One of my favorite ideas of the past year came from an exhibit at the National Building Museum. The premise was that, as the American family and household changes, our neighborhoods and housing must, as well. The policy approach to reconciling these changes was called “Making Room.” And it’s how I’m thinking about this year ahead.
“Making room,” means making room in our neighborhoods and in our community facilities. Our region is growing: In 2015, well before Amazon ever sought a location for an HQ2, the Metro Washington Council of Governments forecasted a million and a half more jobs (and 650,000 more households) coming to our region by 2045. Yet our region isn’t grown our housing supply to match our economy, and we’re all feeling the consequences: An affordability crisis for our middle class; displacement of our working class and low-income residents. Arlington may be only one jurisdiction in our big region, but I know we can be leaders in establishing a better way forward.
So, how do we “make room” in 2019 and for the years to come?
First, by addressing the biggest concerns associated with growth.
My colleagues and I have sought to support the School Board over the past three years in addressing the most acute capacity crunches through more effective site planning processes, and the three new schools opening their doors about nine or so months from now represent real progress. Yet we need to show how Arlington plans not only to address current needs, but to accommodate the growth in students over the coming decades. In 2019, let’s aim to make progress on this type of long-range planning — whether it takes the form of a Schools Element of the Comprehensive Plan (my preference) or another planning tool — and pair it with a more complete look at the non-schools community facilities needed over time.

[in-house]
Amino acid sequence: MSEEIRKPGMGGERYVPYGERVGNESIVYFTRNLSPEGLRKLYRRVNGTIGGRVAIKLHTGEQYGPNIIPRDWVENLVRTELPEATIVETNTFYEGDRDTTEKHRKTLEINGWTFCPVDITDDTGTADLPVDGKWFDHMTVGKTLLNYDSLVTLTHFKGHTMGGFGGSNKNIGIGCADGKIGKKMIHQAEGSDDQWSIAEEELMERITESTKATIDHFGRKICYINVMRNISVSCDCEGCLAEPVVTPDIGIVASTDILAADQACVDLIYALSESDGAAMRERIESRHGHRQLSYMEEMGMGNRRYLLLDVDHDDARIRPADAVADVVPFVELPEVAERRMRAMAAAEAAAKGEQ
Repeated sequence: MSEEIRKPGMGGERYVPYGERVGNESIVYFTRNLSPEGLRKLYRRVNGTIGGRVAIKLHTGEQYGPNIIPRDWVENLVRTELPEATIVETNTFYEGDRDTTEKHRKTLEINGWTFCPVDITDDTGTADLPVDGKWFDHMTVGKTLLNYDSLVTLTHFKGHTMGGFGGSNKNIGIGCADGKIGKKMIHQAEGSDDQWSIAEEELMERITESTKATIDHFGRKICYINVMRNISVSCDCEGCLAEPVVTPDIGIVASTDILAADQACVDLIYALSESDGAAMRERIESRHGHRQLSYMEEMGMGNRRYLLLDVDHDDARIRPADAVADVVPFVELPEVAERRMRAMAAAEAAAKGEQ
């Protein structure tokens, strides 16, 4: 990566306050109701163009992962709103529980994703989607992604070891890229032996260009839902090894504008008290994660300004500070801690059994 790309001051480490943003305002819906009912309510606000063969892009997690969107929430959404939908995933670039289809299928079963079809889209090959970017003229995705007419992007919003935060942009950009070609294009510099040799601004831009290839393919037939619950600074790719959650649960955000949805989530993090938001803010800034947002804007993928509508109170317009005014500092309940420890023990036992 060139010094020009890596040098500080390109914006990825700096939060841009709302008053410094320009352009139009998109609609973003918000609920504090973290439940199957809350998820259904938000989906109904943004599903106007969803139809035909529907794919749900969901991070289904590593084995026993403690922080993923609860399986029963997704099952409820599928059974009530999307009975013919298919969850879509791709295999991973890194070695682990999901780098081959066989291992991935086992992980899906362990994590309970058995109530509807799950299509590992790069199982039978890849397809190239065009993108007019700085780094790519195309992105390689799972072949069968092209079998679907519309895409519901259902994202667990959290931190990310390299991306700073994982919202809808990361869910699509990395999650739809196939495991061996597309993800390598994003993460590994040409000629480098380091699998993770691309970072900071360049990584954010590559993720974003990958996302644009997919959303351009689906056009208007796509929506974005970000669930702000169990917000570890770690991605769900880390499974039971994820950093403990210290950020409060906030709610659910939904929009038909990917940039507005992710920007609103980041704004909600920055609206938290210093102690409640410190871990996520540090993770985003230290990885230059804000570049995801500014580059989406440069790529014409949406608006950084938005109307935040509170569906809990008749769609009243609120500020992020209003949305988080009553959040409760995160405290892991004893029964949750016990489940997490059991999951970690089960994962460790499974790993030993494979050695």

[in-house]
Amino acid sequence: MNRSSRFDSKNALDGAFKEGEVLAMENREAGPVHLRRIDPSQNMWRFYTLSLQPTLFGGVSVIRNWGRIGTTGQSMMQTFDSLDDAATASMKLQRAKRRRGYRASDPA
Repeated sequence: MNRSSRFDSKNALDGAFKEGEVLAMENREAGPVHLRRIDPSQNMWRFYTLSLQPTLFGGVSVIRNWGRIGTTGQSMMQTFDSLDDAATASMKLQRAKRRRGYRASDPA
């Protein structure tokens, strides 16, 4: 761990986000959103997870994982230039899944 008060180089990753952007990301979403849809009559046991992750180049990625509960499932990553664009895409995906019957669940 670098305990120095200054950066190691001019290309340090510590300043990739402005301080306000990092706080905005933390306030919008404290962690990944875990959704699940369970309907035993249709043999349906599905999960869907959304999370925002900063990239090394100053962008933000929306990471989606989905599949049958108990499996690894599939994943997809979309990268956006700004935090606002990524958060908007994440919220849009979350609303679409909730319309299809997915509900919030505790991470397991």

Similarly, we’ve seen throughout Arlington that congested roads and perceptions of parking scarcity can really tear neighborhoods apart, not to mention motivate opposition to more neighbors. We have to be able to get people to where they’re going, living and working without adding more congestion and more parking demand. Our efforts towards this goal in 2019 include helping restore Metro reliability and ridership and realizing the too-long-awaited milestones for premium bus service on Columbia Pike, like new transit stations this summer.
As we seek to address these quality of life issues, it’s time to revise our zoning ordinance to allow different, diverse and more affordable home types throughout the County. In 2017 and 2018, we made some progress on allowing the forms of housing currently missing in Arlington County (interior accessory dwellings and two-family dwellings), but not nearly enough. Amazon’s arrival has focused our community energy on protecting our middle class from being priced out permanently; we can’t squander the opportunity to tackle this hard and important zoning reform work in the year ahead.